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HE CHN – Heritage in Climate Planning (HiCLIP); Everyone else is doing it, so why can’t we?

15 October - 15:00 - 16:30


The Climate Heritage Network (CHN) Working Group 4’s (WG4) purpose is to aid the mainstreaming of arts, culture, and heritage into climate action plans, adaptation frameworks, and other local, regional, and national planning instruments.

In 2020, WG4 designed its main project, Cultural Heritage in Climate Planning (HiCLIP), which consisted of three main stages. Identification of climate plans mainstreaming culture and heritage, developing a methodology for analysing the integration of cultural factors in climate plans, and testing the method in a pilot project.

CHN will utilise the identification by HiCLIP of policy gaps and good practice for addressing the cultural dimensions of climate change to inform mobilisation of the sector for Climate Action. HiCLIP aims to develop a global observatory on the different ways in which cultural factors are included and treated in ‘climate governance,’ i.e. the institutional organisation and coordination of sectors through adaptation and mitigation policies.
A global observatory on the treatment of cultural factors in climate planning over time will:
1) evidence the entry points to policymakers, experts and practitioners concerned with culture to collaborate to develop coherent and meaningful climate action;
2) help to orient climate policies and actions in ways that consider local context and actively involve local communities through heritage elements and practices; and
3) provide a systematic baseline for the comparative analysis across governance levels and scales and identify best practices.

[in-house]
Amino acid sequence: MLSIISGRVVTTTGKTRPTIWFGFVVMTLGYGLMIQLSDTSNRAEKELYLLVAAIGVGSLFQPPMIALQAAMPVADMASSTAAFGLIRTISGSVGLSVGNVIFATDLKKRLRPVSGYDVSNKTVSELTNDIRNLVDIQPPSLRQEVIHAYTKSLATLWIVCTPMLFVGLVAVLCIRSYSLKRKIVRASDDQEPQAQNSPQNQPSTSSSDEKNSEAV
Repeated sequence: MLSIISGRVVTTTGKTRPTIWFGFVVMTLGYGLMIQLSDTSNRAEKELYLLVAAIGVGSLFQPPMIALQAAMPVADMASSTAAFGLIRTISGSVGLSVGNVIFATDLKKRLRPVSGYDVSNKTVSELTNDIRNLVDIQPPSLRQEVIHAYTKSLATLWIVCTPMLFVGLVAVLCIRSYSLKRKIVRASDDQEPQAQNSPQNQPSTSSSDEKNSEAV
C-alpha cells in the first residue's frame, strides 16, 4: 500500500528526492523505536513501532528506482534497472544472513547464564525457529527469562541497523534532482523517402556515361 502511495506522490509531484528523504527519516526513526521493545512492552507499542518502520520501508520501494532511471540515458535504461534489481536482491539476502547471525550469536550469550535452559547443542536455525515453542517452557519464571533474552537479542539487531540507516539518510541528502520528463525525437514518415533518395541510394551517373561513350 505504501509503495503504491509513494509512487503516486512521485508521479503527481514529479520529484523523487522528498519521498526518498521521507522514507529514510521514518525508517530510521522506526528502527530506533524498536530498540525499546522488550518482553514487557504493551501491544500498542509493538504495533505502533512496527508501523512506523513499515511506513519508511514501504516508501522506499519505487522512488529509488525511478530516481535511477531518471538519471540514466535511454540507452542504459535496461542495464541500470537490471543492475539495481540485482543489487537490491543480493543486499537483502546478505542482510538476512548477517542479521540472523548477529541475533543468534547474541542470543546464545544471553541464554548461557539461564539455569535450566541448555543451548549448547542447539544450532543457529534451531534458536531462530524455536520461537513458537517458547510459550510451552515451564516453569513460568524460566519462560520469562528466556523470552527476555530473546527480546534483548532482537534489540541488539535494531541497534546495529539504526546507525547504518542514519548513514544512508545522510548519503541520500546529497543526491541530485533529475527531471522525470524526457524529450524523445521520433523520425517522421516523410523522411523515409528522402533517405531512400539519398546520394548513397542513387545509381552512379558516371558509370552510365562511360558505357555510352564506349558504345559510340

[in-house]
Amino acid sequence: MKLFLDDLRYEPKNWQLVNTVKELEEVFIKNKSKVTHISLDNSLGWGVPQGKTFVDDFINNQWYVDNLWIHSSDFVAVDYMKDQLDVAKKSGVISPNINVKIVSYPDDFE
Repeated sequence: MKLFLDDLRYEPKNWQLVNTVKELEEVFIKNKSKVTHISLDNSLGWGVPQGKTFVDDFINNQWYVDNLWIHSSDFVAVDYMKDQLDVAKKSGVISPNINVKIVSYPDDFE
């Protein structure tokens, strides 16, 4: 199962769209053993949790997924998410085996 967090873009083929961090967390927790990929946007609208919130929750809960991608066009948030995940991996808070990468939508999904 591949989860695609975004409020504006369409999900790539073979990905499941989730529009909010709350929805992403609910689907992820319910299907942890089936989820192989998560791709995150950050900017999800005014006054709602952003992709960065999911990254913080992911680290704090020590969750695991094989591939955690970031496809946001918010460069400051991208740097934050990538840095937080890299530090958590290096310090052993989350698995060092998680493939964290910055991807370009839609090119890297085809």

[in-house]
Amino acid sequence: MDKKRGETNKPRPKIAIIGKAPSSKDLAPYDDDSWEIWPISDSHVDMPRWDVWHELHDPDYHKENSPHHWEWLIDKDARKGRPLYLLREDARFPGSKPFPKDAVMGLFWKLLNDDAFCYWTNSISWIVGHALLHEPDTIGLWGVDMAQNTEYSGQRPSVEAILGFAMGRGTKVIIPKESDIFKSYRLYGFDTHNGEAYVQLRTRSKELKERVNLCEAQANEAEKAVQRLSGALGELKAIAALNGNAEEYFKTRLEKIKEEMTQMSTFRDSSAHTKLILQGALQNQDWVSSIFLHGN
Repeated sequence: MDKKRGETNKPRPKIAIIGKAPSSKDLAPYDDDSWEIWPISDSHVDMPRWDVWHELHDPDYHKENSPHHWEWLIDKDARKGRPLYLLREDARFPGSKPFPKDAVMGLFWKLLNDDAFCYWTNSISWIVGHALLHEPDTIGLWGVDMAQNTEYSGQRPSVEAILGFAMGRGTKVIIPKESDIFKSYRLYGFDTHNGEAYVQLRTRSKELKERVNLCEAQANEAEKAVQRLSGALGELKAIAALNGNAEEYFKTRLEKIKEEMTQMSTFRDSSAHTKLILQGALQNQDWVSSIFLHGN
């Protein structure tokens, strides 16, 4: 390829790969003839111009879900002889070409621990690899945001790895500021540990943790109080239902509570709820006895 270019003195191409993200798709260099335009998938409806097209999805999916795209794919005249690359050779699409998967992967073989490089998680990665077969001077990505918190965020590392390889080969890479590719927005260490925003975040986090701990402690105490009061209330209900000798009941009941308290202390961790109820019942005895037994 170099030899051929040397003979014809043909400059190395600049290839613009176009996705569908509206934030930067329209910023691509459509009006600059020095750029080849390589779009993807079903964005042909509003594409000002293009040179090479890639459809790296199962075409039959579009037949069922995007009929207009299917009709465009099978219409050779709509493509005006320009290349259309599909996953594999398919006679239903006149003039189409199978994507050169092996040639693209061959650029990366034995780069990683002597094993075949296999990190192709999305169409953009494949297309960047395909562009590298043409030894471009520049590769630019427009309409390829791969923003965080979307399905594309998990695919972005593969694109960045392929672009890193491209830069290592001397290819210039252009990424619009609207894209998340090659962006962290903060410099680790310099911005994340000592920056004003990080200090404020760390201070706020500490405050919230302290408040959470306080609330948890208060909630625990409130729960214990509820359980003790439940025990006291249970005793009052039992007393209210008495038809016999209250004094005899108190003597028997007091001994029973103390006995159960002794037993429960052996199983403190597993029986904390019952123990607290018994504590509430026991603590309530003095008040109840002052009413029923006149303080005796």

This webinar will present lessons learned from a pilot study where WG4 volunteers applied the HiCLIP methodology to nine climate adaptation plans from eight countries. These plans covered national, regional and local (municipal/city) scales and were in 3 European languages. The webinar will briefly outline the HiCLIP methodology and then focus on presenting and discussing the state of the practice resulting from a systematic empirical analysis. Conclusions address what current climate strategies and actions are required from policymakers, the cultural sector and climate action planners in order to move us towards sustainable climate action. We will also discuss potential opportunities and limitations of the method and elaborate on how cultural heritage may help transcend silo mentality and facilitate interdisciplinary/inter-sectoral climate action.

Courses and events across the built and historic environment sector. (Mobile users scroll down for calendar and categories)